In a year that seemed to be dominated by adaptations of comic books, it seems appropriate that one of the best comics was about the history of the medium.  Written by Fred Van Lente and illustrated by Ryan Dunlavey and Adam Guzowski, Comics For All was the second installment in their Comic Book History of Comics.  No matter how much you think you may know about comic history, you’ll learn something new from Comics For All.

When it comes to the year’s video games, I’m torn.  Red Dead Redemption II is a totally immersive gaming experience that challenges much of what we’ve come to expect from video games.  On the other hand, Marvel’s Spider-Man is one of the most purely enjoyable games that I’ve ever played.  If I had to pick a best, I’d go with Red Dead Redemption but Spider-Man is the game that I’ll probably end up replaying a month from now.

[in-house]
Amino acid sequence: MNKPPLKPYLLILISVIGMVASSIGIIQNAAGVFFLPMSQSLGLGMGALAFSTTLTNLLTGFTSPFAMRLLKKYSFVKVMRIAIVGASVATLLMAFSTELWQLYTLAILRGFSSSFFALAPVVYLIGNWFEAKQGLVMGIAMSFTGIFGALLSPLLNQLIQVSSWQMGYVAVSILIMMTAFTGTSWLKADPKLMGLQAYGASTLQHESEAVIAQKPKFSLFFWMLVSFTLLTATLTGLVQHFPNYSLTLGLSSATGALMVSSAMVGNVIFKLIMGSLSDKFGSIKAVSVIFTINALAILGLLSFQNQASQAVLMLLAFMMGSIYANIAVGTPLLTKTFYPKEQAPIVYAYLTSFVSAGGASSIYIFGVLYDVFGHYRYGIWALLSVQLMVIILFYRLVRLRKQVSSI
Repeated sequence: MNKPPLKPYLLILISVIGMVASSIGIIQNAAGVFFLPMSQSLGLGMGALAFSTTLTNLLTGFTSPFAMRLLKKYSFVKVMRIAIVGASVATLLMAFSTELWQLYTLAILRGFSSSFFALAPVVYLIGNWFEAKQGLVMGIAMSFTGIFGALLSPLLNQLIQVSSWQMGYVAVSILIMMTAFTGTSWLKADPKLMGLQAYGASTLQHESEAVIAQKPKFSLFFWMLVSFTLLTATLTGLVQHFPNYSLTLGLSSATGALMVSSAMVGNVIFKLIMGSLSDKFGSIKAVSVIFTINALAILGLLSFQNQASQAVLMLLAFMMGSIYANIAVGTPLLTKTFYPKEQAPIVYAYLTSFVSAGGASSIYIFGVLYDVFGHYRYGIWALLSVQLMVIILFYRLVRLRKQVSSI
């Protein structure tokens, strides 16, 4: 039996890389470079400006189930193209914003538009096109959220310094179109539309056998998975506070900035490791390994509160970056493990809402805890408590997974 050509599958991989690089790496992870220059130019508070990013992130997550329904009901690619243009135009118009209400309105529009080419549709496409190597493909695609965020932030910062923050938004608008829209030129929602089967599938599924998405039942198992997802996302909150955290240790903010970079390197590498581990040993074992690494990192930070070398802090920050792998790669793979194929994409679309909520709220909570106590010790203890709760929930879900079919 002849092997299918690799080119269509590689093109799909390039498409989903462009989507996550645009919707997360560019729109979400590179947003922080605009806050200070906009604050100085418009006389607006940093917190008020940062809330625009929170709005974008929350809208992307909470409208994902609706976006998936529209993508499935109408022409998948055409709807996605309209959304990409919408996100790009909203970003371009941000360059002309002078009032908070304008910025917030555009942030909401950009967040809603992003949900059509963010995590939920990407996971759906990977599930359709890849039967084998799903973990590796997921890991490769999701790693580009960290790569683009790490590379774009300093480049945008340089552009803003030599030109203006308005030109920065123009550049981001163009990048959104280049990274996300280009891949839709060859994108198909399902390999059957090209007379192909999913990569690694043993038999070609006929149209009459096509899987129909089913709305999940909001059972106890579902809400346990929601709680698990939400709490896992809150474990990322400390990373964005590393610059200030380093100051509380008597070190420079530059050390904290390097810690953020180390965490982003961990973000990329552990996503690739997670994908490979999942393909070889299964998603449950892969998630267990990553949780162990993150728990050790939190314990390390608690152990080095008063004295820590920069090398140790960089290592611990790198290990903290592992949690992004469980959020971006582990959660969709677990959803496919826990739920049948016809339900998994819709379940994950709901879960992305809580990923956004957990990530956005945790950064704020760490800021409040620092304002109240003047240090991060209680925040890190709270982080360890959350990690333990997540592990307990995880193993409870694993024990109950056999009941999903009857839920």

On television, I continued to enjoy and occasionally be baffled by HBO’s Westworld.  I also enjoyed playing around with Netflix’s Black Mirror: Bandersnatch, an interactive program that introduces you to a likable game designer and then give you the chance to totally mess up his life.

In the States, BBC America televised the the animated restoration of the “lost” Doctor Who serial, Shada.  As an episode of Tom Baker-era Doctor Who, Shada was just as disappointing as many have warned that it would be, an overextended mix of inside jokes about Cambridge.  However, as a piece of Doctor Who history, it was priceless.

Finally, as far as the year in music is concerned, I recommend The Who’s fifth studio album, Who’s Next.  I know Who’s Next came out in 1971 but good music is timeless.

Music Video of the Day: Danger Zone by Kenny Loggins (1986, directed by Tony Scott)